A measure of the BMDF's achievement is that, in the months before the constitution was signed, no fewer than 87 new amendments and discussion papers were issued - in such bewildering succession that, when Mr Blair and his colleagues came to affix their names, there had been no time to assemble a complete text. The BMDF has consolidated the EU's 844 separate web-pages in just 270 printed ones, showing all 448 articles of the constitution (that of the USA contains only 26). It also adds supporting documents, invaluable analysis and a proper index (copies of The European Constitution in Perspective can be ordered on 01452 812837 at £27.50).
Buried in the European Commission's 354-page annual report on "Competitiveness" last week was an astonishing admission. If the EU could reduce its "regulatory burden" to the American level, the report claimed, it could raise its gross domestic product by 12 per cent.
The combined GDP of the EU's 25 members is £5,000 billion, so what the Commission is saying is that the annual cost to business of all the EU's 101,812 directives and regulations is £600 billion - of which Britain's share equates to £100 billion.
It is 12 years since I began reporting regularly here on the impact on Britain's businesses of the explosion of regulation taking place at that time. I did so partly because I could see that this amounted to a mutation in the nature of our government, which we in the media were somehow not noticing; and partly because the costs and consequences of this new form of state intervention - allowing unaccountable officials to produce a deluge of new laws that were in effect outside political control - seemed unfathomable.
The way our politics are now covered by the media conjures up the image of a theatre. On the stage, hypnotically watched by the commentators, unfolds a kind of continually entertaining soap-opera, centred on the antics of Messrs Blair, Brown, Blunkett, Boris and Co. Just occasionally, someone like me pops his head through the door to ask: "Don't you realise that the real business of government these days is taking place outside the theatre, and none of you are noticing it?"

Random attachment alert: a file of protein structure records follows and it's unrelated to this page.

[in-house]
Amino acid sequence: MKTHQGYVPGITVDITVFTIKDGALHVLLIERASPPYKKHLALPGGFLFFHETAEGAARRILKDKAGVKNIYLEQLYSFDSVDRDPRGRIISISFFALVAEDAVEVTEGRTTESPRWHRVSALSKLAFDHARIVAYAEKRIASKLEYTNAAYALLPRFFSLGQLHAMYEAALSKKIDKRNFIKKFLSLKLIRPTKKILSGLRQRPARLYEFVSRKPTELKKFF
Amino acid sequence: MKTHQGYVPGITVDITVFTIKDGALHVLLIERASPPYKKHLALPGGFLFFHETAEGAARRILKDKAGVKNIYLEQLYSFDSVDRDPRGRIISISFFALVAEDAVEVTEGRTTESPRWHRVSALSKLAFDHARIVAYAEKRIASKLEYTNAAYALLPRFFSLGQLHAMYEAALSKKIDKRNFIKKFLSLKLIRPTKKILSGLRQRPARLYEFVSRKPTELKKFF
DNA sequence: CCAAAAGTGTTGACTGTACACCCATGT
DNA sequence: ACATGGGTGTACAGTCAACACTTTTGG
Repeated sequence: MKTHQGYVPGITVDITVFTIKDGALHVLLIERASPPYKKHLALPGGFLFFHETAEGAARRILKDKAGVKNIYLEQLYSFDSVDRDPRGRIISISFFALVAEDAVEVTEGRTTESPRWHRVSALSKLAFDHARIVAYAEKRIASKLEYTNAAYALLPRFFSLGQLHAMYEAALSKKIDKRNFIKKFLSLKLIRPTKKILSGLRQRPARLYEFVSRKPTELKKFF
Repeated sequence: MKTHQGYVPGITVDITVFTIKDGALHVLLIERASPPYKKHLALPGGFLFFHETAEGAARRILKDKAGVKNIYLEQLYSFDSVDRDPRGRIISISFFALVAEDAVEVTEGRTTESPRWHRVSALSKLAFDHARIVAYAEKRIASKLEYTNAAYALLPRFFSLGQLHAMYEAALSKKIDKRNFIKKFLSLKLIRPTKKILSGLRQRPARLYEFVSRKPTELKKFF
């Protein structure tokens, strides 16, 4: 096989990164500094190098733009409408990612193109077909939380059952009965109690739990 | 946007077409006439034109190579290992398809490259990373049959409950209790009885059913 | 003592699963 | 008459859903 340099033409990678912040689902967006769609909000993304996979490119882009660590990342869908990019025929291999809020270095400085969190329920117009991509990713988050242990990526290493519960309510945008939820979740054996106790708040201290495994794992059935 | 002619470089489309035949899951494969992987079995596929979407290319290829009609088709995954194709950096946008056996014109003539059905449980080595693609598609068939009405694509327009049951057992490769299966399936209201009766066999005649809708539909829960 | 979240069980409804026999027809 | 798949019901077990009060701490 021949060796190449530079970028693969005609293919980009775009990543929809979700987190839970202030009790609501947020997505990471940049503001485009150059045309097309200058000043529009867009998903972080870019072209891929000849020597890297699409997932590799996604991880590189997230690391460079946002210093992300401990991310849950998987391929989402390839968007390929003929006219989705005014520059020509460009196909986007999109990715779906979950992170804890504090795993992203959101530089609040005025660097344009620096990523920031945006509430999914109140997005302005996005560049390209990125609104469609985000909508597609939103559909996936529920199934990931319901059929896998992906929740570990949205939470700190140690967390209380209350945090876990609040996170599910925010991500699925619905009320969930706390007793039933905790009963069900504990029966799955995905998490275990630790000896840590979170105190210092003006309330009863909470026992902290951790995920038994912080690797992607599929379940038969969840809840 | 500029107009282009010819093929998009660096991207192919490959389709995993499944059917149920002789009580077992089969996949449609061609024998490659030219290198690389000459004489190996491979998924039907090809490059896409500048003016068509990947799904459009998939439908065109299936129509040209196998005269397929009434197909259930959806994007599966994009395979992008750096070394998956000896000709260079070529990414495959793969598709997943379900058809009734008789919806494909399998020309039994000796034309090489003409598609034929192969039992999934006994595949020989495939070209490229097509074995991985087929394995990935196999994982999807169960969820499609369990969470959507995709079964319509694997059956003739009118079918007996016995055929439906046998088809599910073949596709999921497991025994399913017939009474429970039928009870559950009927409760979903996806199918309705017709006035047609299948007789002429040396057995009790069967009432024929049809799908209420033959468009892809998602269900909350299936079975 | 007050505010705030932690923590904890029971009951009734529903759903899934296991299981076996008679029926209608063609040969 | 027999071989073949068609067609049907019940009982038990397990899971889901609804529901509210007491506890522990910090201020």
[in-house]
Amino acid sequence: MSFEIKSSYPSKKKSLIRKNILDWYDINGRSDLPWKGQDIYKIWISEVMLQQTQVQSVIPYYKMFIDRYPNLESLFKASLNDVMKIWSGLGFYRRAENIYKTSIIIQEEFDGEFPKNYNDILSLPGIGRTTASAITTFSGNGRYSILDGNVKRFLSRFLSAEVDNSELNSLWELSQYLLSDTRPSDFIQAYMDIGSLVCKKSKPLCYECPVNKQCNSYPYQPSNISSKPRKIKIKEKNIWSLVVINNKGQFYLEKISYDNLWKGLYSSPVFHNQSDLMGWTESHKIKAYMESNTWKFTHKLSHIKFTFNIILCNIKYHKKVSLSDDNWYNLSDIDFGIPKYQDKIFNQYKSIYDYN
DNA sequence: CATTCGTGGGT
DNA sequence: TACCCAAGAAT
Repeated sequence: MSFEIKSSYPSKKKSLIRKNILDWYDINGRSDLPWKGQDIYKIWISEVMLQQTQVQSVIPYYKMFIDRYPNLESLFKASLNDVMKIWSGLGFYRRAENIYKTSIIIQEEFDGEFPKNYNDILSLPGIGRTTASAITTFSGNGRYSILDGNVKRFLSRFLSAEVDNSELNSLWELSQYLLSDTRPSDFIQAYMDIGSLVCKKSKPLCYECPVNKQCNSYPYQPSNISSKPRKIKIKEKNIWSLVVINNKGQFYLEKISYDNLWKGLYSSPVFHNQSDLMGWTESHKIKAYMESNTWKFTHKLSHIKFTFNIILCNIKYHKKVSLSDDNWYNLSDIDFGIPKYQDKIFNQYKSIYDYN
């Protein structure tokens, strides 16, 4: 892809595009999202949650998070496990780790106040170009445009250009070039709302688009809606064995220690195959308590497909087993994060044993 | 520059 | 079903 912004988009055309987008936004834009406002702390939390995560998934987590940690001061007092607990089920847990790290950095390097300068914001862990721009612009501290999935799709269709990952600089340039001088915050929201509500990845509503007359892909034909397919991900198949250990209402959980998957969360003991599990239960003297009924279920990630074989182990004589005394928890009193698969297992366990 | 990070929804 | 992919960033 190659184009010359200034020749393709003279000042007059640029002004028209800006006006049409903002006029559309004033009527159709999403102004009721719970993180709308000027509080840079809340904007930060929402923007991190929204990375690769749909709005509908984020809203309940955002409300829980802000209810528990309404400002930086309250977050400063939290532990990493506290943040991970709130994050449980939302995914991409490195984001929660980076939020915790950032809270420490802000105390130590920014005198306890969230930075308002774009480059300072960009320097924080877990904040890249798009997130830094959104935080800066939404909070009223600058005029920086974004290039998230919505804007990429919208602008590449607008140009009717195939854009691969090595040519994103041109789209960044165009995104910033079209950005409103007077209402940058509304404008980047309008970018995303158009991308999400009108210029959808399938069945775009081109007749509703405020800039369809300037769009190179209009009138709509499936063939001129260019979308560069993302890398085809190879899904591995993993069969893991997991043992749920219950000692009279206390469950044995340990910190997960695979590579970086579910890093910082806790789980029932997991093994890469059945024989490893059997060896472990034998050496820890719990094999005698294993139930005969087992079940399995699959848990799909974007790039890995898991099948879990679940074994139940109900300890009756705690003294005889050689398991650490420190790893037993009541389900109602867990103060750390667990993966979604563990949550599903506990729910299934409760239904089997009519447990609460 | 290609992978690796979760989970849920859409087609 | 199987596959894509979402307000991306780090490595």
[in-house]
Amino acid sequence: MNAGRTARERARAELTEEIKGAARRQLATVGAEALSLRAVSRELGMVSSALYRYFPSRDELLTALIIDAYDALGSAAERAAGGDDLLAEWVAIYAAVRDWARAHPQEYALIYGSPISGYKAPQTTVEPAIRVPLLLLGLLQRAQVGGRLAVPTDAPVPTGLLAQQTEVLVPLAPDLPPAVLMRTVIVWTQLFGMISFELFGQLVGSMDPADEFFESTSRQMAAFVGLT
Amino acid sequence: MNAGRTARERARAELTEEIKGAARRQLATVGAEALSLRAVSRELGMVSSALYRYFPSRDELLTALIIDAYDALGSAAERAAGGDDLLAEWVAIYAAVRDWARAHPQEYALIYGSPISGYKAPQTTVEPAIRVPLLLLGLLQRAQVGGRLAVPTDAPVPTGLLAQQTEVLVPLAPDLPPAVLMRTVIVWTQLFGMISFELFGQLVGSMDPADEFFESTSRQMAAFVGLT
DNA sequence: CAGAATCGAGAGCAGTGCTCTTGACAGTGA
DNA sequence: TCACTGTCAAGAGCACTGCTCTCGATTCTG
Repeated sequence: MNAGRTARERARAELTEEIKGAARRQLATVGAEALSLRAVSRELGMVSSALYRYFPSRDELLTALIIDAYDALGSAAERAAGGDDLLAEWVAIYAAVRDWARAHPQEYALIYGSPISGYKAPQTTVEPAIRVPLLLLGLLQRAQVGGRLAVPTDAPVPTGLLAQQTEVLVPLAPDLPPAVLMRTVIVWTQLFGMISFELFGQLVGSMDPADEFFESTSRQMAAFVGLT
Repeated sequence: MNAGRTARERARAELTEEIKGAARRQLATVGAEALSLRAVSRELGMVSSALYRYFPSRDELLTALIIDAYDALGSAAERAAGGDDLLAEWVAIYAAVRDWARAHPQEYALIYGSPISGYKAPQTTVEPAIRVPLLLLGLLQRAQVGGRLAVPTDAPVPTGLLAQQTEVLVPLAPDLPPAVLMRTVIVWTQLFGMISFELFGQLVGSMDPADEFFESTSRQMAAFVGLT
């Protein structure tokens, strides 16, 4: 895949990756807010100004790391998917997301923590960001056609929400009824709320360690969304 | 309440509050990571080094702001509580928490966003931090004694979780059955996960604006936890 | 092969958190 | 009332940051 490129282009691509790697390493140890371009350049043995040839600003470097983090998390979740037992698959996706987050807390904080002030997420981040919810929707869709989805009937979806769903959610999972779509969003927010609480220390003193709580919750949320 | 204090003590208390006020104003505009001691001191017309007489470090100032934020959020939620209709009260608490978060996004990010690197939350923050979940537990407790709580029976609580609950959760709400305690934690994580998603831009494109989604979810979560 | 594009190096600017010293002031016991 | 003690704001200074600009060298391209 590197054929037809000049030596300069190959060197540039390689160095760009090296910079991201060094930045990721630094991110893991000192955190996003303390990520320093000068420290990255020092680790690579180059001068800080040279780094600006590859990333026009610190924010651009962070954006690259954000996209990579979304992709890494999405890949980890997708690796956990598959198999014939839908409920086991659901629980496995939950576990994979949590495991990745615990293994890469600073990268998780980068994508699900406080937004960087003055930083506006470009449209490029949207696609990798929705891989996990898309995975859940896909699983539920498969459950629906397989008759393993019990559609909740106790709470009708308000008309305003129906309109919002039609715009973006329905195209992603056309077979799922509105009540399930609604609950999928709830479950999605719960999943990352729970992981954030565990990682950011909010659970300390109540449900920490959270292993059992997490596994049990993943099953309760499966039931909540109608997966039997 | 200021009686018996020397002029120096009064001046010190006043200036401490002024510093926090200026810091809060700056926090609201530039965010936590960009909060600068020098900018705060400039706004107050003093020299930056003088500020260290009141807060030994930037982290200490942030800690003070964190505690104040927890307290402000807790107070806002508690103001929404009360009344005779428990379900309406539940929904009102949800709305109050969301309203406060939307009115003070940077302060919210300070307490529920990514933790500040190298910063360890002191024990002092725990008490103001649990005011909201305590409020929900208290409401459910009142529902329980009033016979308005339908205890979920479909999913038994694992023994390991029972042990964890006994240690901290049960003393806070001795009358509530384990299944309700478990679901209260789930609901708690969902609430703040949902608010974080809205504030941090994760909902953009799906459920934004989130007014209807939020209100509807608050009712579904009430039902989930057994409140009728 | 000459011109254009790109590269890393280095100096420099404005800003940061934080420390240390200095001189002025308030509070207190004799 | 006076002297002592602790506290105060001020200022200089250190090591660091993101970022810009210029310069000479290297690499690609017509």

Now that even the European Commission is admitting that this is responsible in a negative fashion for no less than 12 per cent of the entire economic activity of our country and the EU as a whole, perhaps a few more of the audience will nip outside that brightly-lit theatre to see what is going on.
The Commons Transport Committee, chaired by Gwyneth Dunwoody, has just published a highly critical report on Galileo, the EU's planned rival system to the American GPS (global positioning satellite) system. The MPs could not see how Galileo could be cost-effective. This was because they had fallen for Government spin that Galileo is to be used only for civil purposes, such as running air traffic control and congestion charging on Europe's roads.